California-based artist Mary Weatherford is known for her large paintings that incorporate neon light to convey her experiences of specific places and moments.Read More
Early in her career, incorporated objects and the treatment of colour became key aspects of the artist's work. Completing her BA at Princeton University in 1984 and MFA at Bard College in 2006, Mary Weatherford's paintings of the 1990s and early 2000s incorporated assembled objects such as seashells, sponges, and starfish.
Made up of thin washes of Flashe paint, these early paintings gave way to her semi-figurative 'Vines Paintings' (2007–2008), and later her series of 'Cave Paintings' (2010), based on observations of changing lighting conditions around a sea cave at California's Pismo Beach.
Flashe paint, a consistent feature of Mary Weatherford's art, is a vivid, pigment-heavy but easily dilutable vinyl paint that allows for a diverse range of colours and textures. Applying this over linen canvases prepared with a mix of white gesso and marble dust, the paint surface in Weatherford's works can range from a thick matte to a translucent transparent wash.
The artist's application of this medium in her works ranges anywhere between consistent edge-to-edge colour, to clusters of paint marks among barren patches of canvas.
In 2012, Weatherford first began incorporating neon tubes into her paintings with 'The Bakersfield Project'—a series inspired by the colourful neon signs the artist saw on old factories and restaurants while driving around the small city of Bakersfield as a visiting artist at California State University Bakersfield.
Neon rods connected by thins wires are screwed into the canvas. Completely removed from their commercial context, the neon tubes take on the appearance of lines drawn across the painted surface of Weatherford's abstract paintings. Their overpowering brightness can sometimes generate an afterimage that lingers in the viewer's vision.
A core part of Weatherford's practice, these neon works were the subject of the first book to be written about her practice: Jennifer Peterson's Mary Weatherford: The Neon Paintings (2016).
As Weatherford explained in an interview for Gagosian Quarterly, by using neon, she seeks 'to depict or deliver not only a visual translation of a place in time, but with that, the scent, the sound, and the feeling.'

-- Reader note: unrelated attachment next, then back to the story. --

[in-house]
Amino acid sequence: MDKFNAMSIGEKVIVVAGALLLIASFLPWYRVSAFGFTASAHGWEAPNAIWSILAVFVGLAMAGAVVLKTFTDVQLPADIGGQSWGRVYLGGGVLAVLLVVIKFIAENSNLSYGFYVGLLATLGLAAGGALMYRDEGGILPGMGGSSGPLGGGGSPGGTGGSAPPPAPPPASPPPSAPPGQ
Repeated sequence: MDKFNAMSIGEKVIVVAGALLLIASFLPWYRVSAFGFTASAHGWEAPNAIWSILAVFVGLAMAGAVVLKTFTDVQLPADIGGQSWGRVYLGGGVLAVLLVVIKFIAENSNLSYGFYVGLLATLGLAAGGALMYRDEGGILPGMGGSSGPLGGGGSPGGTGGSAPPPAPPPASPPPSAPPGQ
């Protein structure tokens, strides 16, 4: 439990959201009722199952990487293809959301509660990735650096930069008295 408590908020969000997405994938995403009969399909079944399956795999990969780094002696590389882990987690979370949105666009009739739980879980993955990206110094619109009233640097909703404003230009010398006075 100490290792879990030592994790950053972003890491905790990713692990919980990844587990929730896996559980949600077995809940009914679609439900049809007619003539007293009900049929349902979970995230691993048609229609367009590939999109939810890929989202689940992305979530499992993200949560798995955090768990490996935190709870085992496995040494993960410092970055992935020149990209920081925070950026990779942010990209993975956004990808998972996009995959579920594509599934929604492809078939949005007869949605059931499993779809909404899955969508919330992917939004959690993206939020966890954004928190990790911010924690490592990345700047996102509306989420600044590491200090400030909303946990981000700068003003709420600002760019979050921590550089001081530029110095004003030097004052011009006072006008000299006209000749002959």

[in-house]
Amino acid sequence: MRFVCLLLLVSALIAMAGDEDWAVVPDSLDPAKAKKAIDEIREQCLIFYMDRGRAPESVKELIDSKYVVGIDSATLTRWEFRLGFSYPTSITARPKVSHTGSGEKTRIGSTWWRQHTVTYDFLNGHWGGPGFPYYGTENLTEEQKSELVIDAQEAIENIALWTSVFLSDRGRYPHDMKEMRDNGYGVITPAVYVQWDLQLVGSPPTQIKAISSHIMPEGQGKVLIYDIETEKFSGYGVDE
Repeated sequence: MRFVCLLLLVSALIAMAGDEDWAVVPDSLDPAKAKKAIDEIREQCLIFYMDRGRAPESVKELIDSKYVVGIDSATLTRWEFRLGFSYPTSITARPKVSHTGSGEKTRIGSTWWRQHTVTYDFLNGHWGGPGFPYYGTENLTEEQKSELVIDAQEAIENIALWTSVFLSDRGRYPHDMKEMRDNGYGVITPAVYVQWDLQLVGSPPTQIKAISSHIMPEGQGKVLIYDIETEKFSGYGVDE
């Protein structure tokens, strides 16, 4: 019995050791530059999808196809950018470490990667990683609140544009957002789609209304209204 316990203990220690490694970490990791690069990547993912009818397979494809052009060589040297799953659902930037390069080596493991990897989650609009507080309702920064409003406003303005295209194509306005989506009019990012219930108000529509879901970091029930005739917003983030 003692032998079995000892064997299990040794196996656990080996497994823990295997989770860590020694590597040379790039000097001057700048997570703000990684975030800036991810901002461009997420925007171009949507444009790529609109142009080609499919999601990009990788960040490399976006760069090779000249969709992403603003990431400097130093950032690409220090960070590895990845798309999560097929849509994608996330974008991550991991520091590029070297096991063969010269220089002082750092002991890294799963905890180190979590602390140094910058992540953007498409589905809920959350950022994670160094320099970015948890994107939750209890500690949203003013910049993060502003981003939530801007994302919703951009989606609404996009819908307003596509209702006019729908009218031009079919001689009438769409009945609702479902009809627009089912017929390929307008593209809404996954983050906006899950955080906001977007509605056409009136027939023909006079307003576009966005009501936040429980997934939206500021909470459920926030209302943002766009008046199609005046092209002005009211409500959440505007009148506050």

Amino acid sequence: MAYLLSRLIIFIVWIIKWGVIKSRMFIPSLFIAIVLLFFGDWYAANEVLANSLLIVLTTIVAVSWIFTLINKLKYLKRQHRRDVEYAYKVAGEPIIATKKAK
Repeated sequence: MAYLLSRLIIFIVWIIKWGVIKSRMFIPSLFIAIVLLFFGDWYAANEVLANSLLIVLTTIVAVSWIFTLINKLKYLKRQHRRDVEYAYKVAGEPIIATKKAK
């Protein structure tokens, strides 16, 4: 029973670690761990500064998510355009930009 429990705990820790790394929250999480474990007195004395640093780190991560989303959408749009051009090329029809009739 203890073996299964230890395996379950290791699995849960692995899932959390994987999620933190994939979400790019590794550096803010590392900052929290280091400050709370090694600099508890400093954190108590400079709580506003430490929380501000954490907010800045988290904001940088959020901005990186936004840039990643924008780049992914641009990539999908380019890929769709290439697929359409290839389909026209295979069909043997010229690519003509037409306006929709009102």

This is true not only of her 'Manhattan' (2013) and 'Los Angeles' (2014) series, which explore aspects of the city and contrasts of city and nature, it also applies to the more recently unveiled 'Train Yard' (2016–2020) series. In No. 4000 (2017–2018), for example, Weatherford recreates the sensation of standing under the night sky in a steam-filled trainyard, using only tonal variations of black, applied in patches and swirls, pierced by white neon.
Mary Weatherford's Gloria (2018), an imposing canvas of red hues horizontally slashed by a fissure-like red neon line, demonstrates the effect of scale in her later neon works. Into Space and Time (2020), meanwhile, demonstrates the greater conceptual depth of her recent works, as it pairs an art historical inquiry into the colour pink with an examination of humanity's visual and imagined perception of the cosmos.
Mary Weatherford has exhibited widely across the United States in group and solo exhibitions, including MoMA's 2014 survey show Forever Now: Contemporary Painting in an Atemporal World. In 2020, the artist's first travelling retrospective, Mary Weatherford: Canyon–Daisy–Eden (2020–2021) commenced at the Frances Young Tang Teaching Museum and Art Gallery at Skidmore College in Saratoga Springs, New York, later to be shown at SITE Santa Fe and the Contemporary Arts Museum Houston in Texas.
Michael Irwin | Ocula | 2020
In Berlin, where the pandemic permits, digital viewing rooms are being remade offline. Elsewhere, galleries are mounting ever richer online presentations.
'There's a painting for the show that's 100 percent cobalt blue, with a little corner of a more lavender blue. I conceived it when I was in bed for ten days with a terrible flu. It was the first of these big, double-square, mural-sized paintings in the series. I thought, 'I'm going to make a completely cobalt blue painting. Just straight cobalt...
Last year, Gagosian introduced an innovative virtual online viewing room during Art Basel. This year, the gallery is creating another sales platform during the Swiss fair, this time taking a bricks and mortar approach with an off-site pop-up exhibition titled Continuing Abstraction (10—16 June).
There are certain shows that change one's sense of art. Surface Work is one of them. Spread across two sites, it is nothing less than an anthology of abstract painting spanning an entire century, from early constructivism to post-digital sampling, in which every work holds its own and every work is by a woman. This is a rare and historic event....